A Georgia intermediate appellate court recently held that the impaired property exclusion precluded coverage for allegations that the policyholder bakery sold contaminated bread to a sandwich shop. Lavoi Corp., Inc. v. National Fire Ins. of Hartford, No. A08A0683, 2008 WL 2468888 (Ga. App. Jun. 20, 2008). The underlying plaintiff, a sandwich shop franchise owner, alleged that the policyholder, a commercial bakery, provided it with contaminated bread.

The underlying plaintiff asserted causes of action for breach of the warranties of merchantability, wholesomeness, and purity; strict liability for a manufacturing defect; violation of the Deceptive Trade Practices-Consumer Protection Act; tortious interference with prospective business relations; and violation of federal antitrust laws, including the Robinson-Patman Act and the Sherman Act. Based on these causes of action, the underlying plaintiff sought economic damages, statutory damages, exemplary and punitive damages, attorney fees, costs, and prejudgment and post-judgment interest.

The liability policy purchased by the bakery excluded coverage for "'Property damage' to 'impaired property' or property that has not been physically injured, arising out of: (1) A defect, deficiency, inadequacy or dangerous condition in 'your product' or 'your work . . . .'" The policy defined "impaired property" as "tangible property, other than 'your product' or 'your work,' that cannot be used or is less useful because: (A) It incorporates 'your product' or 'your work' that is known or thought to be defective, deficient, inadequate or dangerous . . . ." After the insurer denied coverage based on this exclusion, the policyholder filed suit. On cross-motions for summary judgment, the trial court held that the impaired property exclusion precluded any duty to defend or indemnify the policyholder.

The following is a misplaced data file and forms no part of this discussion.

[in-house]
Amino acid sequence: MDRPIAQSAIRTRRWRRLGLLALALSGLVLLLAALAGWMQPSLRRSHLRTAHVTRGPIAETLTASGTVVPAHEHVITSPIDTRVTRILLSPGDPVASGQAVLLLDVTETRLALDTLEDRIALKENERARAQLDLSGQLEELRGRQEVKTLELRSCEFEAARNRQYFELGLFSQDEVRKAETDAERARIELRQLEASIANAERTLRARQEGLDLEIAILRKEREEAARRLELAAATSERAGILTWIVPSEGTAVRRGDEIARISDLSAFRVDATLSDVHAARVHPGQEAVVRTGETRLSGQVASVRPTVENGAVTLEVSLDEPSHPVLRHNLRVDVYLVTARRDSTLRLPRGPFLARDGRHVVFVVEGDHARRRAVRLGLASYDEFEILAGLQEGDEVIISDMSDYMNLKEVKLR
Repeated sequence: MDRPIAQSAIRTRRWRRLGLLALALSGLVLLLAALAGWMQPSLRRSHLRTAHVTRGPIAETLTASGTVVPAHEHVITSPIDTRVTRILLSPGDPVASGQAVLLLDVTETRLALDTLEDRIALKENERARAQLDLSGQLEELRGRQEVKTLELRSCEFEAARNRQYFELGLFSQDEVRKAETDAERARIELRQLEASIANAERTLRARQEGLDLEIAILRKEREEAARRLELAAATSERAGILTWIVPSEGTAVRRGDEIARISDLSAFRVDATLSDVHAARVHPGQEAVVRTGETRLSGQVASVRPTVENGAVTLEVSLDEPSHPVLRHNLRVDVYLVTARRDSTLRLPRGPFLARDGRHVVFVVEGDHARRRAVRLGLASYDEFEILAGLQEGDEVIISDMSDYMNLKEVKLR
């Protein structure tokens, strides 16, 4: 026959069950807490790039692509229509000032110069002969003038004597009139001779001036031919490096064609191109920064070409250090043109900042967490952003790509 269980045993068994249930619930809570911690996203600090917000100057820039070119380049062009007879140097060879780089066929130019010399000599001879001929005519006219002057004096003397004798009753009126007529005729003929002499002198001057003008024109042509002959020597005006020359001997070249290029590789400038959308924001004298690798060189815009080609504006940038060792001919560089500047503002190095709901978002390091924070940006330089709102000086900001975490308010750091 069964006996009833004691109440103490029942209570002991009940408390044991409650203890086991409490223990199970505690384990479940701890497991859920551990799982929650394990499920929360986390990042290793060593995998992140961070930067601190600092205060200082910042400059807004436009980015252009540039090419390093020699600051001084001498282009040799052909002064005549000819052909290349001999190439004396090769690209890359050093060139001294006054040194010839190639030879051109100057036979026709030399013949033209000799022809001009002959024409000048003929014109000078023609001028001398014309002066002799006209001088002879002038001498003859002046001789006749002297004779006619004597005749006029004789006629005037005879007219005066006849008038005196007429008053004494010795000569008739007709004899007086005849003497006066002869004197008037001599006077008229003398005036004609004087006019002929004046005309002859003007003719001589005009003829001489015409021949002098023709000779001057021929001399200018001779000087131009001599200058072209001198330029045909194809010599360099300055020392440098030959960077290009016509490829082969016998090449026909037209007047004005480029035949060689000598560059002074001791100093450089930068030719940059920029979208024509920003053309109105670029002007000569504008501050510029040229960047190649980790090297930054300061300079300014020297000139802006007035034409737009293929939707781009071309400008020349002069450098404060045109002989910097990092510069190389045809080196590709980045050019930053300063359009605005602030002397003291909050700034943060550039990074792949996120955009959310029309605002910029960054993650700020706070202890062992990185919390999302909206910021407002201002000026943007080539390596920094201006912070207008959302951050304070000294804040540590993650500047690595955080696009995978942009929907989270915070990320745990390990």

On appeal, the policyholder argued that it was entitled to at least a defense under the policy because the underlying plaintiff might have been able to prove that the policyholder's tainted bread contaminated sandwiches, which had to be destroyed, caused "property damage" to the underlying plaintiff and injury to its customers. Rejecting this argument, the court reasoned that the allegations of the underlying complaint were neither ambiguous nor incomplete, and did not include any allegation of bodily injury to the underlying plaintiff's customers. The court further reasoned that the impaired property exclusion applied because sandwiches made with the tainted bread fell within the policy definition of impaired property and the exclusion "specifically provides that the policy does not cover property damage to impaired property arising out of 'a defect, deficiency, inadequacy or dangerous condition' in the policyholder's product or work."

Accordingly, the appellate court ruled that the insurer had no duty to defend or indemnify the policyholder in connection with the underlying action. The court further held that, since the policyholder was not entitled to coverage, the insurer had reasonable grounds to deny coverage and could not be held liable for bad faith.